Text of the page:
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Townhomes and Condos – They can be Easier to Sell Right Now

With the dramatic increase in inventory in recent years, the number of townhomes and condos for sale has risen dramatically.  Where once there may have only been 1-2 units for sale in a development, there are now likely 1-2 other units (or more) with the exact same floor plan.  Given that builders typically do several developments in the same or neighboring cities, there can be a large amount of competition within just a couple miles.

While everyone would agree that it is a boon for buyers, almost all of those people would also say it is a detriment to the seller.  While the competition is high, that also means that it should be much easier to determine at what price a seller’s townhouse or condo will sell for, given its current condition, view/location, and updates.

In this market sellers that try to argue that their’s is worth more than the one next door because of XYZ will struggle but those that look at the competition and the comparable solds and price accordingly will find that the sales process isn’t as bad as they thought.  Buyers can choose the house in the best condition AND with the best price.  If you’ve got that, you’re home free.

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4 comments
Aaron Dickinson
Aaron Dickinson

Most consumers would say that they care about ROI, but that it won't in of itself prevent them from purchasing a certain home. If townhomes and condos are selling slow and having the most price decline but the buyer doesn't want to buy a single family detached house and is tired of renting, I doubt that they'll just decide to do nothing simply because of the current market. My experience is that they'll consider the options and then make an offer accordingly. Yes homes are an investment... many times a consumer's biggest investment... but it is also where they live, where they raise a family, where they seek comfort from the world around them, the place that defines their life choices. As such, it seems foolish to use ROI as the primary determination on what to buy.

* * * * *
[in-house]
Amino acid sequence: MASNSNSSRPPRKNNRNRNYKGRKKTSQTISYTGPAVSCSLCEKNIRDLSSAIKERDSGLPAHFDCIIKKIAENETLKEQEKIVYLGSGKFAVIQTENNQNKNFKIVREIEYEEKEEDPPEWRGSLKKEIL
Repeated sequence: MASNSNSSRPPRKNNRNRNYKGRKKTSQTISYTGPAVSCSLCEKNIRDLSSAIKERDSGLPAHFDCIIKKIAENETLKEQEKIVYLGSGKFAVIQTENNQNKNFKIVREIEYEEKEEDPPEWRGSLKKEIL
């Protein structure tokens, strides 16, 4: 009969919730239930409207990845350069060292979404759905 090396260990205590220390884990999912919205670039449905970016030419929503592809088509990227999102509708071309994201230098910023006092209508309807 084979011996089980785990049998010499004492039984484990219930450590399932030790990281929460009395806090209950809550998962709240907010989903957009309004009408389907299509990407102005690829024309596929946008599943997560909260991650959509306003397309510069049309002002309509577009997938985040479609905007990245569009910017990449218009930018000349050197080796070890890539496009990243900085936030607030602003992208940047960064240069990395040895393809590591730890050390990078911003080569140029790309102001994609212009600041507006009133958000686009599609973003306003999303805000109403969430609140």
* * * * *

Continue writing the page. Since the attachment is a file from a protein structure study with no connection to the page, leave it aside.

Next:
DAL
DAL

I think a couple key points are not noted by either of you. One, at the conclusion of the builder sale process, the builder tends to cut and run. This lower comparables which may start the pricing slide. The next issue is cost of the new properties. Because the builders get top dollar in the early stages of the development, it takes longer for the cost of a new home to be higher than an existing, earlier built, unit. So, instead of saying don't buy, I would think your job as realtors would be to help the buyer make a better offer up front to anticipate these issues. If the builder won't budge,don't buy. I think the higher level consumer gets tired of the realtors living in the moment and not projecting ROI. This is very much a result of the typical consumer wedging their way into something they want with too much debt and emotion. Which you know: Emotion is the great selling tool. Hopefully, efforts will continue to improve financial education in the U.S. so markets have a better shot at being more rational and avoiding these bubbles. The problem is the short term memory concept.

Aaron Dickinson
Aaron Dickinson

That's a good point Lisa. Actually, I would argue that single family homes are the same way. With the current market, the builder has deeper pockets than most sellers so consequently the seller can get stuck with a house that cannot afford to sell. In this more historically normal market, I'm urging all my clients to consider a 3-5 year time horizon in respect to their purchasing decisions.

Lisa Dunn
Lisa Dunn

Hi Aaron! It's particularly difficult for a buyer who may have purchased a town home just a couple of years ago in the beginning phases of a developement, and find themselves wanting to sell at the end phase of a development. I've seen this over and over. The homeowner tries to sell a 2-3 year old town home, while the builder is selling a brand new town home, same floor plan, same amenities, same price. The homeowner simply HAS to take a loss of he/she has to sell. I tell my clients to NOT buy into a new development unless they plan to be there for a LONG time! Your friendly Edina Realtor, Lisa Dunn :-)

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This website is a service of Aaron Dickinson of Edina Realty, a broker Participant of the Regional Multiple Listing Service of Minnesota, Inc.